In “The Ecological and Human-Centered Benefits of Wolf Reintroduction to Yellowstone National Park,” Allison Kelley examines the ecological, cultural, and human-centered goals at play in Yellowstone National Park’s conservation strategies. Her focus is on the reintroduction of wolves which successfully increased biodiversity within the park. Tourism, economics, and education are two obvious human-centered goals, but she also addresses the benefits to hunters and the Nez Perce spirituality. Kelley places the Yellowstone Model along a continuum of understandings of wilderness and uses this conservation story to illuminate the interconnectivity of ecosystem and culture – what is good for one, she argues, may well be good for the other. In a parallel vein, Albert Ferkl’s “The Question of Non-Human Animals in Sociology” raises the “animal question” in the context of sociology, tracing the anthropocentric assumptions of early sociology, viz. the study of society was the study of human society. Much like Mary Midgley’s concept of a “mixed community” of humans and other animals, Ferkl problematizes this perspective by noting that societies are always already comprised of more human animals alone. As such, many early sociological analyses are inherently flawed – he argues – for failing to account for many species of community members. Ferkl documents how contemporary sociologists, especially younger generations of scholars, are increasingly discussing other animals as properly social creatures amongst us. He concludes by arguing for animal advocacy within sociology as a force for positive social change, much as earlier generations of sociologists did during the civil rights era.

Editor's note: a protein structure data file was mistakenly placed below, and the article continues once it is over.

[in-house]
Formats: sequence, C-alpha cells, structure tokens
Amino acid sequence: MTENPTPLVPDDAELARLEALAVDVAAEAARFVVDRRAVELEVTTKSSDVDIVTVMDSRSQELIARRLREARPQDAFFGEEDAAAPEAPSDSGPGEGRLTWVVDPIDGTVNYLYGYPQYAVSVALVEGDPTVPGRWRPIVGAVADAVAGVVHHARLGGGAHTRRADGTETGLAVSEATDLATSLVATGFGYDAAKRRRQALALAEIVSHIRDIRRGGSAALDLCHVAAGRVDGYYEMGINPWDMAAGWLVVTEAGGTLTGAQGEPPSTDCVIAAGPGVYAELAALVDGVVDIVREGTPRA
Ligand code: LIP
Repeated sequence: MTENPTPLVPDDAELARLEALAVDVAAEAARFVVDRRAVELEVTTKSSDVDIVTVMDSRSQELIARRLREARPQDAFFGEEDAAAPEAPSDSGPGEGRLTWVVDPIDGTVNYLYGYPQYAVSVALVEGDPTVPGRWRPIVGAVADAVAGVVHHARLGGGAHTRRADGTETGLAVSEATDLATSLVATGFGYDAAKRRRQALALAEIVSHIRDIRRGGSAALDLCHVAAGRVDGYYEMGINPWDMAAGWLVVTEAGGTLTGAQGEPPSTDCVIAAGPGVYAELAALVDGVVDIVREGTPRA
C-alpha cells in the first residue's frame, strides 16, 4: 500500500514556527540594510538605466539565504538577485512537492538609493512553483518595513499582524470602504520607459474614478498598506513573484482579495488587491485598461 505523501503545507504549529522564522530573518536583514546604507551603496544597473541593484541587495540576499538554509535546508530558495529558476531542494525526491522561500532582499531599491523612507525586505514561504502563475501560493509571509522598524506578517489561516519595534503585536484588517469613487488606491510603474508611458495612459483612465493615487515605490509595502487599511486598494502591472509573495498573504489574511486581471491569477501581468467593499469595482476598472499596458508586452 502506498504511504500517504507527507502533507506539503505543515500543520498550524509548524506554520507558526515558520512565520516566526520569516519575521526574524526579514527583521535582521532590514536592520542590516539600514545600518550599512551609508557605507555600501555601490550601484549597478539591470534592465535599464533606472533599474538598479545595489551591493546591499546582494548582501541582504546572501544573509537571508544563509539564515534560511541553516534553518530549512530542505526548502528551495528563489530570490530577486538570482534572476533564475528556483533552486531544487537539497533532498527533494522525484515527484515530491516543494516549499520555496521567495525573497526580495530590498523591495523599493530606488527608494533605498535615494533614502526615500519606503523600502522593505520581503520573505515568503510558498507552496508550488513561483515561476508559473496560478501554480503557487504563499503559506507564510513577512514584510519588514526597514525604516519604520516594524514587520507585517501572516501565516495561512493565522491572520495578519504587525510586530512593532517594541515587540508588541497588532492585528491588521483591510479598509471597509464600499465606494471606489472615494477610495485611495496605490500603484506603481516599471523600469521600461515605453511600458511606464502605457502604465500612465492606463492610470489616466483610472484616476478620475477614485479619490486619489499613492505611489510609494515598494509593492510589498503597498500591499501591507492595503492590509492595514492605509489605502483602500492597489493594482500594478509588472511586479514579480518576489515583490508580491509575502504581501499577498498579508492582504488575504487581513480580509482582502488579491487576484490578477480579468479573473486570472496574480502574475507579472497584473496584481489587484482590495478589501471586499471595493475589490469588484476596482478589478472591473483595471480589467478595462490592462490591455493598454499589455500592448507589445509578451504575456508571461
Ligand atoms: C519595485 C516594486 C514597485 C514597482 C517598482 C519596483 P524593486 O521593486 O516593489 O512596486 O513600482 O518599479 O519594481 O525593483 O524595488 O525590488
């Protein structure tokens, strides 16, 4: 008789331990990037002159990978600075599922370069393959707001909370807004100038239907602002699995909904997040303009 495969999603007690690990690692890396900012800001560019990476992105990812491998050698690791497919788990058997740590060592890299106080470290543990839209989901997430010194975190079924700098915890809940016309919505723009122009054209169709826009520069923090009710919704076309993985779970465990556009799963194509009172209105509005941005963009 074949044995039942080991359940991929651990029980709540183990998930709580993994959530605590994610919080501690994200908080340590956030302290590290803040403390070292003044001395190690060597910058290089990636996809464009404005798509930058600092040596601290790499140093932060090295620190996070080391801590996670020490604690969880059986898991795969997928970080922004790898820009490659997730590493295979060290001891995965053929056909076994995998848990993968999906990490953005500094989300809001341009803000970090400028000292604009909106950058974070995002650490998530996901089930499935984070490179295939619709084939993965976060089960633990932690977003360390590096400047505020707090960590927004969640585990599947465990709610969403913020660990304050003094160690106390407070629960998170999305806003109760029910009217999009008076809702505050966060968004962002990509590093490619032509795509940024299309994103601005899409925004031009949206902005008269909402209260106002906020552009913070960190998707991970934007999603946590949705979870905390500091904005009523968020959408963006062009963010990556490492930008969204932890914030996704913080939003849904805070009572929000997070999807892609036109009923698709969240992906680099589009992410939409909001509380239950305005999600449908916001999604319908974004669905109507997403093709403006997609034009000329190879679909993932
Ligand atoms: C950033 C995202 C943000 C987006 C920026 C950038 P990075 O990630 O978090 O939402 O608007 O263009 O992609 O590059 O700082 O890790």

Human-animal studies as a field has been bound up with various forms of animal advocacy from the beginning, and that relationship is and will remain a key source of its vibrancy and strength. But it is also a rigorous academic field of research and scholarship in its own right, complementary with but irreducible to that advocacy. As scholars in human-animal studies we can all occasionally be tempted into treating those arguments with which we instinctively agree, or which are consistent with our wider beliefs and commitments, somewhat less critically and analytically than arguments from those we might regard as our ‘opponents’. With this in mind, Rory Collins’ article “What Does it Mean to Be Human, and not Animal?” exhibits admirable critical independence in its forensic analysis of Michel de Montaigne’s famous arguments in Man is No Better Than the Animals in which he influentially rejected the making of an absolute human/animal distinction on grounds of language or rationality. In a close examination of how Montaigne’s case is built, Collins argues that at times it rests too heavily upon skillful literary techniques of persuasion rather than robust logical arguments, and also that the very rhetorical agility on display comes close to staging a performative contradiction by so amply demonstrating precisely those features of human language and thought that may be unique to our species. Collins notably does not argue that the human/animal distinction on grounds of language or rationality should therefore be endorsed or accepted, but by being prepared to boldly critique a ‘classic’ of the human-animal studies canon in this way, his essay underlines the need to be constantly and honestly self-critical and to be prepared where necessary to seek the development of better arguments on more solid ground.

This issue is dedicated to Kelly Enright, who was instrumental in setting up Sloth four years ago as a new kind of academic journal designed specifically to provide a forum for publishing outstanding work from emerging scholars in human-animal studies, and who has been pivotal in guiding the journal so effectively through its early years. We wish her all the best in her future career and endeavors.

The Editors.

Back to Sloth, Volume 4, No. 1